5 Ways to incorporate Red Ribbon Week into your classroom

The official Red Ribbon website states an incredible fact: "Children of parents who talk to their teens regularly about drugs are 42% less likely to use drugs than those who don't, yet only a quarter of teens report having these conversations".

That is why it is very important to include all parental figures – including teachers - in early education and addiction prevention programmes such as the Red Ribbon Week. 

Here are some engaging ideas to incorporate into your classroom on the upcoming Red Ribbon Week.

Decorate classroom with red ribbons

Without any prior explanation, ask your students to bring red ribbons to the classroom and then decorate it together.

Once you finish with decorating, tell your children that each ribbon represents a person who is struggling with addiction. Like ribbons, all people are beautiful in their own way, even when their situation is tied up.

This way you can start a conversation about drugs, drug abuse, and addiction with your students. You can sit in a circle and hear what they know about drug addiction. Although the conversation should be spontaneous, you can use a pre-written direction to keep yourself on track.

The ribbon talk can serve as an intro for the Red Ribbon Week. The ribbons will always remind students of real people that have fallen victims or are strugling with addiction, which will help them empathise.

Lesson on drugs and addiction

In a week dedicated to the prevention of addiction, lessons on the topics of drugs are unavoidable. The Red Ribbon Week website offers programmes for different age groups, and you can draw upon these to create lessons for your students according to their age.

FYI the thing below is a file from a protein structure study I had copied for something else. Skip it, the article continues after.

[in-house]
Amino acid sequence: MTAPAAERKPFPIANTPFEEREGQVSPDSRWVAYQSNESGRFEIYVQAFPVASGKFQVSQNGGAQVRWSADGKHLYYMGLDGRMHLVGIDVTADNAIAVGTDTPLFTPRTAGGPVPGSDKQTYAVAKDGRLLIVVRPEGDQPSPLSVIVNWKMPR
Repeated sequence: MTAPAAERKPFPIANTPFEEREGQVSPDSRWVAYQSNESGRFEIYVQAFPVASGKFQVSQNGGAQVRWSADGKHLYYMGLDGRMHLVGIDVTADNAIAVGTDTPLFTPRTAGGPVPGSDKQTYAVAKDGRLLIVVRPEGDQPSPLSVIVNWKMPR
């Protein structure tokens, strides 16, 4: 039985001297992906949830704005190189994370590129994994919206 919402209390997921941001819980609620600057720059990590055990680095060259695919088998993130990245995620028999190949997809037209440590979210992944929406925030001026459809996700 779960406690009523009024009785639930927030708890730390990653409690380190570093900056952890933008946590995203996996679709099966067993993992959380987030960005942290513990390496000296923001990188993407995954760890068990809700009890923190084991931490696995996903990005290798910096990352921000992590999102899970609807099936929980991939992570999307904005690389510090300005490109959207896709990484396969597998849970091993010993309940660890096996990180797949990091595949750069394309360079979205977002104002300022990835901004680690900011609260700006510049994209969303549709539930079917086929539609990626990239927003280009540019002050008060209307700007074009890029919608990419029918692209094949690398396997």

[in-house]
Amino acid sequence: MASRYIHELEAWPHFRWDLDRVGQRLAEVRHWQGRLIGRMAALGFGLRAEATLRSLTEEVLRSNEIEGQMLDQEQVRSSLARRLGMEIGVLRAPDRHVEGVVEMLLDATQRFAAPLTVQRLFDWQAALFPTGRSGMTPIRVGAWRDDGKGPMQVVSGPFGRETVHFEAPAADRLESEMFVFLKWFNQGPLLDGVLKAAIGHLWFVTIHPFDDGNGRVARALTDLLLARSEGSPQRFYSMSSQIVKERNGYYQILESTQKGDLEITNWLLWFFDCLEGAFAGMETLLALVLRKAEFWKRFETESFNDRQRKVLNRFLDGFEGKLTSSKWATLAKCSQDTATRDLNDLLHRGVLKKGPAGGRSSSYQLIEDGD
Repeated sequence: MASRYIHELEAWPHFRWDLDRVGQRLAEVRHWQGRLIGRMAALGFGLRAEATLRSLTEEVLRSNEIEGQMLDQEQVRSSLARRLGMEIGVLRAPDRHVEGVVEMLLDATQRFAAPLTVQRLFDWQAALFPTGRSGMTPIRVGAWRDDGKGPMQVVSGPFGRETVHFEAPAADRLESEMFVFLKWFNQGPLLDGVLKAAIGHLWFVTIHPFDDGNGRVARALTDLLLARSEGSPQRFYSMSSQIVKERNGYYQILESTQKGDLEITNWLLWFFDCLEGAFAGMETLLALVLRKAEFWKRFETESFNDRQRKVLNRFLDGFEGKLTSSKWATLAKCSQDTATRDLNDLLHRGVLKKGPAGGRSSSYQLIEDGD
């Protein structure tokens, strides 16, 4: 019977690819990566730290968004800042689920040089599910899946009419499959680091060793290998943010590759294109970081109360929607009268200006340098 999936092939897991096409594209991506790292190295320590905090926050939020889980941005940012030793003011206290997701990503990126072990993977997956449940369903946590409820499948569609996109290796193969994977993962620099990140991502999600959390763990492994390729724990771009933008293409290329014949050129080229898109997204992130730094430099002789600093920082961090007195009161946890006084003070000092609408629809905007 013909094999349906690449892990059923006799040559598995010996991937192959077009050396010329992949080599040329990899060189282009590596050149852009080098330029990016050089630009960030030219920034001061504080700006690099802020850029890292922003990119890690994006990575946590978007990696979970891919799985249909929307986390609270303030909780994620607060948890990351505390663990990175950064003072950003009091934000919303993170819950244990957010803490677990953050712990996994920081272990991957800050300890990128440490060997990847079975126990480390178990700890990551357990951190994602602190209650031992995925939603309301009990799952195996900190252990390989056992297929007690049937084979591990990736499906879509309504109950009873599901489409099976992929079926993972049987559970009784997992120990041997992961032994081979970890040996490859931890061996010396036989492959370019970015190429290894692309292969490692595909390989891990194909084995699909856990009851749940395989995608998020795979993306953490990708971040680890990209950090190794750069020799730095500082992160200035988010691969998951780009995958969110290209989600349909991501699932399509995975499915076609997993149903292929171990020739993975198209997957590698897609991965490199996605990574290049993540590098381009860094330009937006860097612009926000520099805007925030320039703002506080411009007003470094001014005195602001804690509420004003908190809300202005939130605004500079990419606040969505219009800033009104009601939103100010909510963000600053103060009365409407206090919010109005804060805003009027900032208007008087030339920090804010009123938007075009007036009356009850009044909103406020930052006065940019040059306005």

Remember that it is always more engaging if a lesson begins with a real story or a case study. Personalizing lessons is a way to make them more real and "alive", instead of pamphlet-like, which goes a long way in conveying the messages you are trying to get across.

Educational movie time

There are plenty of movies that deal with the subject of addiction, from open-source documentary resources, to movies you can watch with older students, such as Requiem For A Dream. With films, it is important to carefully pick the right film for the right student age group, to avoid ridicule in older students, as well as exposure to traumatic content in younger students.

Essays about a celebrity's struggle with addiction

Many celebrities have struggled with addiction. Some have lost their struggle (e.g. Amy Winehouse), and some have managed to recover (e.g. Trent Reznor). Form a list of five celebrities that students can choose to write about. Children's interest in pop culture will inevitably lead to engaging essays that draw a lot of attention and debate.

Write a song

Slogans are a big part of Red Ribbon Week. You can use previous slogans for an inspiration to write a song as a collective effort. It is a nice way to sum up everything you've learned during Red Ribbon Week. A song that they have invented will stick with children longer than a song that they can learn from another source, and it is something they can always be reminded of as they're trying to have a drug-free journey through life.

Or if you are looking for a low prep option why not check out my Red Ribbon Week Fact Booklet on Drugs as pictured below.

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